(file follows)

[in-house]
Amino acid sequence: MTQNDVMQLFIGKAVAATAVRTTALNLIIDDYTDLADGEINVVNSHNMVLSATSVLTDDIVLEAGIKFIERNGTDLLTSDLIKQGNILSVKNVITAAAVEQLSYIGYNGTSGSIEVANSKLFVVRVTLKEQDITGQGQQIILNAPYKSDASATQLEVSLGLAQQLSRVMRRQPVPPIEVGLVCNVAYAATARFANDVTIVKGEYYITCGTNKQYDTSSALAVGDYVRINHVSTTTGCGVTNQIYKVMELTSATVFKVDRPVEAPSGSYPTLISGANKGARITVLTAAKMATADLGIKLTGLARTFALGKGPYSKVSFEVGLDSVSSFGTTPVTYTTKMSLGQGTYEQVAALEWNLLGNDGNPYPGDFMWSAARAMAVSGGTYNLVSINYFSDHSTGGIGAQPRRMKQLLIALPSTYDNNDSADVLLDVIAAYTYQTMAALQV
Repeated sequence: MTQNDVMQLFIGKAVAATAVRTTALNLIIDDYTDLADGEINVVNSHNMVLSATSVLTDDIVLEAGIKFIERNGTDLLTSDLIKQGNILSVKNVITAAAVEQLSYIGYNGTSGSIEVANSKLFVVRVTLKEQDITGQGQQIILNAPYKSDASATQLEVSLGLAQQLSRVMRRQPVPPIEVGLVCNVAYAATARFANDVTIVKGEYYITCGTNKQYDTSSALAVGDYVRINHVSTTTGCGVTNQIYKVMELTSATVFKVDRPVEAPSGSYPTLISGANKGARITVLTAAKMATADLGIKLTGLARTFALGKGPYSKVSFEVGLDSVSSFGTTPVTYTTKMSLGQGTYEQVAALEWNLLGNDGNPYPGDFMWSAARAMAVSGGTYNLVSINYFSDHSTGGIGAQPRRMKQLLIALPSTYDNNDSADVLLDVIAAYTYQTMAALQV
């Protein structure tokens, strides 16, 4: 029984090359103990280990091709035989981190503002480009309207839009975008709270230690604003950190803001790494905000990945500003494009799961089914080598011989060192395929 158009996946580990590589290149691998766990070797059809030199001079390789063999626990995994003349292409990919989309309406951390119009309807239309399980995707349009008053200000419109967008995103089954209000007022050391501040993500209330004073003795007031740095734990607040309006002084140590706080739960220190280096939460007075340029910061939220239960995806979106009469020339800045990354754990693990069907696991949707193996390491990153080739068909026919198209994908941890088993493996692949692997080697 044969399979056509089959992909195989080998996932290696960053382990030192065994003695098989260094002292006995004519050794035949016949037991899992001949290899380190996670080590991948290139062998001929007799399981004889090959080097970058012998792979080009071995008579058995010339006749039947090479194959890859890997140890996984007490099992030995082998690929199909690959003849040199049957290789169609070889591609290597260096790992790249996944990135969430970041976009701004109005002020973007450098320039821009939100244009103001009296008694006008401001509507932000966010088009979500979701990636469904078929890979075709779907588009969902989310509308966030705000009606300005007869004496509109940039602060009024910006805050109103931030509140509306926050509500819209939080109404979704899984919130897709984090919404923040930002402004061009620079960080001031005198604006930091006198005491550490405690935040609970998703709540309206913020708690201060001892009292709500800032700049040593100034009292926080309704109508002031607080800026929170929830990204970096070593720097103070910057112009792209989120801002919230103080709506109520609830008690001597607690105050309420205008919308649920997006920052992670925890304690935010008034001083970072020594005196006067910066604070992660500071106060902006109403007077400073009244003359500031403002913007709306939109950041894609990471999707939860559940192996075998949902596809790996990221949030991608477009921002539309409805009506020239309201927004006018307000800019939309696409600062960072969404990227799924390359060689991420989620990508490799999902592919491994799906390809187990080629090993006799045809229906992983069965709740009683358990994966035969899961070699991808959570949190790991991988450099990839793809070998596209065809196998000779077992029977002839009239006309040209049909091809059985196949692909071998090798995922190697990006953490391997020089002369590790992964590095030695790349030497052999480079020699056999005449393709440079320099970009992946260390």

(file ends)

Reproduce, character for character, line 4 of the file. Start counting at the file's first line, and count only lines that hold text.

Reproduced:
């Protein structure tokens, strides 16, 4: 029984090359103990280990091709035989981190503002480009309207839009975008709270230690604003950190803001790494905000990945500003494009799961089914080598011989060192395929 158009996946580990590589290149691998766990070797059809030199001079390789063999626990995994003349292409990919989309309406951390119009309807239309399980995707349009008053200000419109967008995103089954209000007022050391501040993500209330004073003795007031740095734990607040309006002084140590706080739960220190280096939460007075340029910061939220239960995806979106009469020339800045990354754990693990069907696991949707193996390491990153080739068909026919198209994908941890088993493996692949692997080697 044969399979056509089959992909195989080998996932290696960053382990030192065994003695098989260094002292006995004519050794035949016949037991899992001949290899380190996670080590991948290139062998001929007799399981004889090959080097970058012998792979080009071995008579058995010339006749039947090479194959890859890997140890996984007490099992030995082998690929199909690959003849040199049957290789169609070889591609290597260096790992790249996944990135969430970041976009701004109005002020973007450098320039821009939100244009103001009296008694006008401001509507932000966010088009979500979701990636469904078929890979075709779907588009969902989310509308966030705000009606300005007869004496509109940039602060009024910006805050109103931030509140509306926050509500819209939080109404979704899984919130897709984090919404923040930002402004061009620079960080001031005198604006930091006198005491550490405690935040609970998703709540309206913020708690201060001892009292709500800032700049040593100034009292926080309704109508002031607080800026929170929830990204970096070593720097103070910057112009792209989120801002919230103080709506109520609830008690001597607690105050309420205008919308649920997006920052992670925890304690935010008034001083970072020594005196006067910066604070992660500071106060902006109403007077400073009244003359500031403002913007709306939109950041894609990471999707939860559940192996075998949902596809790996990221949030991608477009921002539309409805009506020239309201927004006018307000800019939309696409600062960072969404990227799924390359060689991420989620990508490799999902592919491994799906390809187990080629090993006799045809229906992983069965709740009683358990994966035969899961070699991808959570949190790991991988450099990839793809070998596209065809196998000779077992029977002839009239006309040209049909091809059985196949692909071998090798995922190697990006953490391997020089002369590790992964590095030695790349030497052999480079020699056999005449393709440079320099970009992946260390």